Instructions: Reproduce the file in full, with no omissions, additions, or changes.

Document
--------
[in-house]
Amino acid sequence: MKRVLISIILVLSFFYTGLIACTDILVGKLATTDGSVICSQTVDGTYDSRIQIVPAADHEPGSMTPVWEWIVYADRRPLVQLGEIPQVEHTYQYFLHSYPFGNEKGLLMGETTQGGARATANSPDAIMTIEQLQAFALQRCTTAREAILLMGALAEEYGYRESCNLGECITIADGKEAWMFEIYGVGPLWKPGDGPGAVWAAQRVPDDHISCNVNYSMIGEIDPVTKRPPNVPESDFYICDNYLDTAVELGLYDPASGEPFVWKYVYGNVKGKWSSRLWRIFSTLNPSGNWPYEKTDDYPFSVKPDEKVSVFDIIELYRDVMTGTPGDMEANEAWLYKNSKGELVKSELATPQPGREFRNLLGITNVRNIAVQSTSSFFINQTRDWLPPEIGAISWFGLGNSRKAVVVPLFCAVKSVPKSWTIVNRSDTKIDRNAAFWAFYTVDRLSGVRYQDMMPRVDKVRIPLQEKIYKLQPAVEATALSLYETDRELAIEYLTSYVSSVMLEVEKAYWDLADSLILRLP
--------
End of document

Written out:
[in-house]
Amino acid sequence: MKRVLISIILVLSFFYTGLIACTDILVGKLATTDGSVICSQTVDGTYDSRIQIVPAADHEPGSMTPVWEWIVYADRRPLVQLGEIPQVEHTYQYFLHSYPFGNEKGLLMGETTQGGARATANSPDAIMTIEQLQAFALQRCTTAREAILLMGALAEEYGYRESCNLGECITIADGKEAWMFEIYGVGPLWKPGDGPGAVWAAQRVPDDHISCNVNYSMIGEIDPVTKRPPNVPESDFYICDNYLDTAVELGLYDPASGEPFVWKYVYGNVKGKWSSRLWRIFSTLNPSGNWPYEKTDDYPFSVKPDEKVSVFDIIELYRDVMTGTPGDMEANEAWLYKNSKGELVKSELATPQPGREFRNLLGITNVRNIAVQSTSSFFINQTRDWLPPEIGAISWFGLGNSRKAVVVPLFCAVKSVPKSWTIVNRSDTKIDRNAAFWAFYTVDRLSGVRYQDMMPRVDKVRIPLQEKIYKLQPAVEATALSLYETDRELAIEYLTSYVSSVMLEVEKAYWDLADSLILRLP